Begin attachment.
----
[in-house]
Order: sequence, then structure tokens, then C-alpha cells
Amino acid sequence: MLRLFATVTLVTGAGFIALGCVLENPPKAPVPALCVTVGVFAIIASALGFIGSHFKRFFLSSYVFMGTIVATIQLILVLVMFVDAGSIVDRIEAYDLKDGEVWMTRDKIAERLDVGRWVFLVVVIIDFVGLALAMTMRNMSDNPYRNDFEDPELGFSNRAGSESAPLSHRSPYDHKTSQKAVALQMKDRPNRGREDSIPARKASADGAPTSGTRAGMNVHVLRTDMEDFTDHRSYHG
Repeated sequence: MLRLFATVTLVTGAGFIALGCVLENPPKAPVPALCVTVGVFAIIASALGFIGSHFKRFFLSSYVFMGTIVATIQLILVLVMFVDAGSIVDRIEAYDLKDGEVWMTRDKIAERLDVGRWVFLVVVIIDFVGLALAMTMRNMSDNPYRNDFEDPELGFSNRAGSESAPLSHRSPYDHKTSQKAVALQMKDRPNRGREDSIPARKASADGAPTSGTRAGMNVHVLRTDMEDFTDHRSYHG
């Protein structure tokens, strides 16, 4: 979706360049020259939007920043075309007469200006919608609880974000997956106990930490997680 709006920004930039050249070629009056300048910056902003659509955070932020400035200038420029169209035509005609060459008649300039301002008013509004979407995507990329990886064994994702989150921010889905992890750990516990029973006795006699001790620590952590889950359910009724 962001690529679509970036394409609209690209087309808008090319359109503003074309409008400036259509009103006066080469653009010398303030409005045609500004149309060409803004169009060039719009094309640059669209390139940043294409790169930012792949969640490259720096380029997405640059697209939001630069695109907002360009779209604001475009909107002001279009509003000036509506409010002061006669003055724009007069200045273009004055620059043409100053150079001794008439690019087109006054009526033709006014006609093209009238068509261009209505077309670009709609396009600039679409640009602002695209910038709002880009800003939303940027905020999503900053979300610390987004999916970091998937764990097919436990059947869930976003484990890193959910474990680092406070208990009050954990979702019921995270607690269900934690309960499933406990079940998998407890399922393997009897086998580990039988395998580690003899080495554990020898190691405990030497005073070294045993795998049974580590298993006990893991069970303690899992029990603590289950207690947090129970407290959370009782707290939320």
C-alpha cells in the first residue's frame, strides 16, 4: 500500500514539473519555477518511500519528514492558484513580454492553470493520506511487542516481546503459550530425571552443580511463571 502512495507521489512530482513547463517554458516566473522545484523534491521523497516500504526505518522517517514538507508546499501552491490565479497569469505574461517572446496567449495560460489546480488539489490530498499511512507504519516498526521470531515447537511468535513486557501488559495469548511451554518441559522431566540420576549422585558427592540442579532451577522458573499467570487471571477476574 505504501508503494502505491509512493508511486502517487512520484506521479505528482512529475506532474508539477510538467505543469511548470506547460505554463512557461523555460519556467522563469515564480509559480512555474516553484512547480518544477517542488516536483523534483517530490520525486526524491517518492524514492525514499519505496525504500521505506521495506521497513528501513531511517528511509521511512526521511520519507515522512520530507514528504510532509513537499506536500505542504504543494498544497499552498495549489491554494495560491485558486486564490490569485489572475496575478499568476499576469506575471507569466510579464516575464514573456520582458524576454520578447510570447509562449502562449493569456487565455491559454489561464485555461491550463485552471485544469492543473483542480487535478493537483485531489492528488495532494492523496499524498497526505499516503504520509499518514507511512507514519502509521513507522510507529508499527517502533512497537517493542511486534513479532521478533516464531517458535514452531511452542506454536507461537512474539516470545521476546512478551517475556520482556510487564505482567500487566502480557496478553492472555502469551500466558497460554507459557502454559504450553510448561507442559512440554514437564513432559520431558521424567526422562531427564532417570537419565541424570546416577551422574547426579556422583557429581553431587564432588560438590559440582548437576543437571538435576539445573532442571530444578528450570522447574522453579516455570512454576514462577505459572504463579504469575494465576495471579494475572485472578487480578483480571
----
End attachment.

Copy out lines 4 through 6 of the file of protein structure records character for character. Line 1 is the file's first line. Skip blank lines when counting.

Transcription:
Repeated sequence: MLRLFATVTLVTGAGFIALGCVLENPPKAPVPALCVTVGVFAIIASALGFIGSHFKRFFLSSYVFMGTIVATIQLILVLVMFVDAGSIVDRIEAYDLKDGEVWMTRDKIAERLDVGRWVFLVVVIIDFVGLALAMTMRNMSDNPYRNDFEDPELGFSNRAGSESAPLSHRSPYDHKTSQKAVALQMKDRPNRGREDSIPARKASADGAPTSGTRAGMNVHVLRTDMEDFTDHRSYHG
């Protein structure tokens, strides 16, 4: 979706360049020259939007920043075309007469200006919608609880974000997956106990930490997680 709006920004930039050249070629009056300048910056902003659509955070932020400035200038420029169209035509005609060459008649300039301002008013509004979407995507990329990886064994994702989150921010889905992890750990516990029973006795006699001790620590952590889950359910009724 962001690529679509970036394409609209690209087309808008090319359109503003074309409008400036259509009103006066080469653009010398303030409005045609500004149309060409803004169009060039719009094309640059669209390139940043294409790169930012792949969640490259720096380029997405640059697209939001630069695109907002360009779209604001475009909107002001279009509003000036509506409010002061006669003055724009007069200045273009004055620059043409100053150079001794008439690019087109006054009526033709006014006609093209009238068509261009209505077309670009709609396009600039679409640009602002695209910038709002880009800003939303940027905020999503900053979300610390987004999916970091998937764990097919436990059947869930976003484990890193959910474990680092406070208990009050954990979702019921995270607690269900934690309960499933406990079940998998407890399922393997009897086998580990039988395998580690003899080495554990020898190691405990030497005073070294045993795998049974580590298993006990893991069970303690899992029990603590289950207690947090129970407290959370009782707290939320």
C-alpha cells in the first residue's frame, strides 16, 4: 500500500514539473519555477518511500519528514492558484513580454492553470493520506511487542516481546503459550530425571552443580511463571 502512495507521489512530482513547463517554458516566473522545484523534491521523497516500504526505518522517517514538507508546499501552491490565479497569469505574461517572446496567449495560460489546480488539489490530498499511512507504519516498526521470531515447537511468535513486557501488559495469548511451554518441559522431566540420576549422585558427592540442579532451577522458573499467570487471571477476574 505504501508503494502505491509512493508511486502517487512520484506521479505528482512529475506532474508539477510538467505543469511548470506547460505554463512557461523555460519556467522563469515564480509559480512555474516553484512547480518544477517542488516536483523534483517530490520525486526524491517518492524514492525514499519505496525504500521505506521495506521497513528501513531511517528511509521511512526521511520519507515522512520530507514528504510532509513537499506536500505542504504543494498544497499552498495549489491554494495560491485558486486564490490569485489572475496575478499568476499576469506575471507569466510579464516575464514573456520582458524576454520578447510570447509562449502562449493569456487565455491559454489561464485555461491550463485552471485544469492543473483542480487535478493537483485531489492528488495532494492523496499524498497526505499516503504520509499518514507511512507514519502509521513507522510507529508499527517502533512497537517493542511486534513479532521478533516464531517458535514452531511452542506454536507461537512474539516470545521476546512478551517475556520482556510487564505482567500487566502480557496478553492472555502469551500466558497460554507459557502454559504450553510448561507442559512440554514437564513432559520431558521424567526422562531427564532417570537419565541424570546416577551422574547426579556422583557429581553431587564432588560438590559440582548437576543437571538435576539445573532442571530444578528450570522447574522453579516455570512454576514462577505459572504463579504469575494465576495471579494475572485472578487480578483480571